‘The Social Media Massacre’ web series now anthologized
Ron Purtee is a man who wears many hats, including host and interviewer, stand-up comedian, writer, and director. And while much can be said of his body of work, today I’m singling out Purtee’s web series, The Social Media Massacre, which is now online as a seamless anthology.
In 2010, nestled deep in the cheese-laden landscape of the American Midwest—Racine, Wis., to be exact—TSMM first hit the web with a short now referred to in the series as “A Hollywood Ending.” Simply Called The Social Media Massacre at the time, it appeared the piece would be a one-off short. But Purtee would think better of that, and turn the concept into a serial whose journey would take cast and crew halfway through 2012 before the last episode was launched.
As the name of the series would imply, each installment is somehow linked to the common element of social media— fertile ground for horrific storytelling. Working with limited means in terms of equipment and experience, a web series was a wise choice of venue for the endeavor. Despite its limitations, TSMM proved to be an effective showcase of Purtee’s writing ability, some decent acting, and a few nice makeup effects.
Will all five episodes now anthologized into a single Youtube video, viewers can take in the full series with one click. Purtee, however, has put a new twist on things by changing the ordering of the episodes, which was an excellent choice that results in an appropriate bookending of the series.
In its new form, TSMM begins with “From the Heart,” starring Shaun McGregor and Nikki Farce as a particularly disturbing match made in hell. Their tale, and the series itself, culminate in the fifth episode, “From the Womb,” which wove Farce’s real-life pregnancy into a twisted vision of how far two human beings will go to keep their sick romance kindled. Farce (Incest Death Squad 2, Ghost Humpers) has a sort of Lilli Taylor-type, natural sensibility on camera, which could prove quite useful should her acting career take a turn toward other genres.
“To Say Goodbye,” notably filmed in one continuous shot, matches voice-over with live action, aptly pulled off by the remarkably-talented Valerie Meachum (Witchfinder), whose character’s story is essentially revealed through social media updates and internal monologue.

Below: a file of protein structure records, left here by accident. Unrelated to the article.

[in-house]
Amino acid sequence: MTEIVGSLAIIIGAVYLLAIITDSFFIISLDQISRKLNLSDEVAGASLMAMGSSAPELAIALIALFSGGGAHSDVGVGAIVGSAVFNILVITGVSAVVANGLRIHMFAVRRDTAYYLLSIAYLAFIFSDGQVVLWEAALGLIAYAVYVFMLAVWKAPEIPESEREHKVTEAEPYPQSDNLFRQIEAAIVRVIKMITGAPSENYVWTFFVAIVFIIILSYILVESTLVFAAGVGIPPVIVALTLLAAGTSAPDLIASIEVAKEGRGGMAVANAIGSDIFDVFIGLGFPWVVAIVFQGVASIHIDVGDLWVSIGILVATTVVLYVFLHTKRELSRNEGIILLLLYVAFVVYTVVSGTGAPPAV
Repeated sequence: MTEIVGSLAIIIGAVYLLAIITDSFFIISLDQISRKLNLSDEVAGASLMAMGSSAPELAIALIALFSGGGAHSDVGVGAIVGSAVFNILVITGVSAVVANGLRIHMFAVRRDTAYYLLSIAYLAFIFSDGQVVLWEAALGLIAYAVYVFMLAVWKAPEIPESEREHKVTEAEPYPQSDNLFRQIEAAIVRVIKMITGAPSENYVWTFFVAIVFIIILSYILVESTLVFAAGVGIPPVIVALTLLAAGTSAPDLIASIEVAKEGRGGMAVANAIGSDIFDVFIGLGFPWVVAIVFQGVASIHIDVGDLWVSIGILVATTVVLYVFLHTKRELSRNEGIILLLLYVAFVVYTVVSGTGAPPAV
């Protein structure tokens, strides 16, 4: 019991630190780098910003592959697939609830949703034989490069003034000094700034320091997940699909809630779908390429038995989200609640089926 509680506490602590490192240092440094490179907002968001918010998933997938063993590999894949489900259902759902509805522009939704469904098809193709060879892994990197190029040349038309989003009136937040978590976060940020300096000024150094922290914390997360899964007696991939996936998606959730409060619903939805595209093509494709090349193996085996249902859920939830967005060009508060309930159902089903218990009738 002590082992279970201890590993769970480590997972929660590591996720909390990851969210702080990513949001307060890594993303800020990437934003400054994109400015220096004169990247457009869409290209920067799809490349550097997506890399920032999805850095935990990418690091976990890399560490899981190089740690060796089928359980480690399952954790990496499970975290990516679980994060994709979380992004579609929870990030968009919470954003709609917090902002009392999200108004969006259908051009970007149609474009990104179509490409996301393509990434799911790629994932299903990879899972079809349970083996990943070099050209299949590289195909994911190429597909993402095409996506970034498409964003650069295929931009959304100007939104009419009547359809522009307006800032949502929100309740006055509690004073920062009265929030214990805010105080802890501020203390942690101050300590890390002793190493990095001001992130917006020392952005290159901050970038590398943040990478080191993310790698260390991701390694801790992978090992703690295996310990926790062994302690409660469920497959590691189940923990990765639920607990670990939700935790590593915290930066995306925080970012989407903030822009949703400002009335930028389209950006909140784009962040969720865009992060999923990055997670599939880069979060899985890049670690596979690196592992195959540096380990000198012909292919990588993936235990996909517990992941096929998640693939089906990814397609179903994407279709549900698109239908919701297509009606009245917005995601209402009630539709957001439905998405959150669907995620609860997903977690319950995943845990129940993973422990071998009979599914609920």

“A Hollywood Ending,” now placed in the middle of the series, is one of the better shorts, at least in terms of commercial marketability, which Purtee undoubtedly smirked about as he penned its new moniker. This story unfolds through a succession of posts by a vlogger, Sam (Charlie Bussian), whose job working from home has exacerbated his social interaction challenges, particularly with the opposite sex.
“I’m Streaming Death” features two of the finest actresses I’ve had the pleasure of working with on film sets—Heather Dorff (Hand of Glory) and TCW’s own Kelsey Zukowski (Bacon) , who were later reunited in What They Say, directed by Justin R. Romine. Suffice it to say, they deliver what we’ve come to expect from them here. They are both bright, rising stars of indie horror, although their acting ability can carry them much further, given a chance.
Purtee, who never went to film school, undoubtedly learned much about the craft through trial and error during the two years of producing TSMM. He has a natural aptitude for storytelling, and he continues to hone his filmmaking skills, which has been evident in subsequent work. I certainly look forward to seeing more from him in the future. For all things Ron, visit ronpurtee.com.
By Stuart Wahlin, a/k/a The Reelist